What the blockchain does is get rid of the notion that institutions operate as siloed entities, involving them instead as part of a larger system of data transactions.
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by Alicia Miranda, Senior Research Analyst, Academic Impressions
On average, college students will now attend three or more institutions before receiving a degree. Yet the current system for storing student data is designed and operates on the assumption that students will stay at one place for four years, that they will learn all the qualifications they hope to present as potential future job candidate from that one institution, and that this institution will always be in existence. There are several flaws in that assumption:
- We know that most students attend multiple institutions (often spread out over time).
- Other forms of non-formal learning are sometimes just as crucial in advancing skill sets.
- Unfortunately, some institutions have not been able to adapt to the rapidly changing landscape for higher education—and have ceased to exist.
All three of these circumstances can make it quite difficult for a student to gather their own data when they need it.
The current model of higher education is both resilient and persistent; many of the same structures have endured since the middle ages. But as we move through the digital revolution, existing systems are proving inadequate to meet students’ (and others’) needs. Current data sharing causes friction because of the need of an intermediary (in this case, a higher-ed institution). It can take days to process a student transcript or months to process potential applicants. Also, in a time of limitless data, we often do not know what is the “master copy” of any piece of data, or what data is even accurate. To demonstrate that point, Natalie Smolenski, vice president of business development at Learning Machine, estimates that over half of Ph.D.’s are purchased or falsified. Potential employers also have a hard time verifying graduates’ experiences, whether these be formal learning, non-formal learning, or previous work experiences—in part because of the multiplicity of organizations where this data needs to be checked. Especially as we move to a learning model that is increasingly global and lifelong in nature, the days of having to verify data at just one institution are gone. Storing accurate data and making it easily verifiable has become a real issue.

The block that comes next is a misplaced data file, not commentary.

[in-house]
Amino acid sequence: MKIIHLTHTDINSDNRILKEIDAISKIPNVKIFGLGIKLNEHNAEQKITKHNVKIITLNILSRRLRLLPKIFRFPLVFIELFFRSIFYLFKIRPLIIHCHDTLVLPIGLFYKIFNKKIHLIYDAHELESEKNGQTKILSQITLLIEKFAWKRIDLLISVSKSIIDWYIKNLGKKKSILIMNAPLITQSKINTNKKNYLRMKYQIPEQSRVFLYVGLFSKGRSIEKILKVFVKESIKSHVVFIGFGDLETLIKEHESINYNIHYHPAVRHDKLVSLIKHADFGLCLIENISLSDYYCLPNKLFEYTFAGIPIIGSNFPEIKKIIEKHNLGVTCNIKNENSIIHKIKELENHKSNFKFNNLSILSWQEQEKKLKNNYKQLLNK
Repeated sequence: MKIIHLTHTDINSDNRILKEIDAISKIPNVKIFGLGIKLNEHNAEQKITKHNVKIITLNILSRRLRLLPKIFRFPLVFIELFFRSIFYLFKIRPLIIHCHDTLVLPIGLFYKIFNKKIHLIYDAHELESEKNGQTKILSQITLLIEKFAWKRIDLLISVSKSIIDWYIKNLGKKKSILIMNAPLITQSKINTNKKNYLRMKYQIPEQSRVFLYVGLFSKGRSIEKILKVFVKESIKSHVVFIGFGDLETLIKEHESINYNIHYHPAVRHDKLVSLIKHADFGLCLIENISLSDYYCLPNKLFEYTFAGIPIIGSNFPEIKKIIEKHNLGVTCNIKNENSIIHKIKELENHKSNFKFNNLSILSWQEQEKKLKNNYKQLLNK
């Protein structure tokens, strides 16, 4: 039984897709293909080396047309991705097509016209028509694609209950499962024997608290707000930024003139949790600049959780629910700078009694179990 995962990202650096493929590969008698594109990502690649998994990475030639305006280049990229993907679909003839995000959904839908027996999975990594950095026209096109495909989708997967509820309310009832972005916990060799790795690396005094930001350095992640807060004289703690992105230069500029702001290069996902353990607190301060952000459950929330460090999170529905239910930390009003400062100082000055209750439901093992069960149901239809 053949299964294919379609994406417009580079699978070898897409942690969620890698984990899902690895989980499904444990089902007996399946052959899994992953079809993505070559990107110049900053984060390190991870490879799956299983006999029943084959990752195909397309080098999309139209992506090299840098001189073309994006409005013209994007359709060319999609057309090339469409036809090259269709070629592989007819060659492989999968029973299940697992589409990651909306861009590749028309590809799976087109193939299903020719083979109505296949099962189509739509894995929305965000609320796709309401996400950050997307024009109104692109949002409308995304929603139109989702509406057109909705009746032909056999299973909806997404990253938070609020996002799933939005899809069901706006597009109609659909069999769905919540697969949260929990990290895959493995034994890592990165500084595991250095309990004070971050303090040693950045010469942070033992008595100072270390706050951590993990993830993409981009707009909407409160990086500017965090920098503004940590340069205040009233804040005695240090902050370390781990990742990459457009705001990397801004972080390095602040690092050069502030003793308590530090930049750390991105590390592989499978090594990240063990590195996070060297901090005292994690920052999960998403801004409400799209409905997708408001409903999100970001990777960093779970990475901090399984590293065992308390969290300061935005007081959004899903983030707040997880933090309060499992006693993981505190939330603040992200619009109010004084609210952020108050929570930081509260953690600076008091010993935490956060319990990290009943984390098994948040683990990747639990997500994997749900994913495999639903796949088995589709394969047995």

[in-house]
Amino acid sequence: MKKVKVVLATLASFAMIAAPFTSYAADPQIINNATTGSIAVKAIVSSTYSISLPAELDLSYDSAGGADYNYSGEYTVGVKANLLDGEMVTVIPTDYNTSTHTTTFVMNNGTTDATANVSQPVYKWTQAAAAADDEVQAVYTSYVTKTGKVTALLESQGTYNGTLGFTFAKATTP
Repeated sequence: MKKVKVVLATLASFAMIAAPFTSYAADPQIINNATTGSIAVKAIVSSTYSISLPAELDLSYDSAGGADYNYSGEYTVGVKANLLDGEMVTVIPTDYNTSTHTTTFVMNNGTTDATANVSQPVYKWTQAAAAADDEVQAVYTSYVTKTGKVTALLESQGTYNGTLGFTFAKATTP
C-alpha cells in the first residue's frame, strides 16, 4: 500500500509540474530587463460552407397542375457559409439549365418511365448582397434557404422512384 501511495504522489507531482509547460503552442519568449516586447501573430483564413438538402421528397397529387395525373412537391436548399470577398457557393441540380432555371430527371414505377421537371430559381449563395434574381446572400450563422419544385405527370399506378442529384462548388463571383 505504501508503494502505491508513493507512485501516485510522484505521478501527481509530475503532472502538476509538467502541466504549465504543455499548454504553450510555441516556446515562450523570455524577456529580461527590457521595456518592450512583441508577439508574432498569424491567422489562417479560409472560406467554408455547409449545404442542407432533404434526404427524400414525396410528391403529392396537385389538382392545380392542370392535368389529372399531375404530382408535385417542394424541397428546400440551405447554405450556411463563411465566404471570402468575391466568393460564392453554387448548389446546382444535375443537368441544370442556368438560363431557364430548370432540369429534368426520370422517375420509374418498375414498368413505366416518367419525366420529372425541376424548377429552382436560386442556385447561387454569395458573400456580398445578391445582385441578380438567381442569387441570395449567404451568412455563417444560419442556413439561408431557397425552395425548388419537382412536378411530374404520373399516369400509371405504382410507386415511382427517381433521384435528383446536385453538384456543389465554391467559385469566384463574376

As “lifelong learning” becomes the norm, we know that the average person will need to reskill or change careers multiple times in the future. The old system of tracking academic records does not allow for that. Many experts see the solution in blockchain technology.
What's included in this research brief
In this research brief, review:
- What is the blockchain?
- The three domains where the blockchain can make a difference in higher ed (research, curriculum, and commercialization)
- 5 real-world applications for higher-ed
- 9 challenges to address in bringing the blockchain to higher ed
- 3 interviews with leading thinkers at institutions that are doing innovative work with the blockchain (including Central New Mexico Community College, Columbia University, and the University of California-Berkeley)
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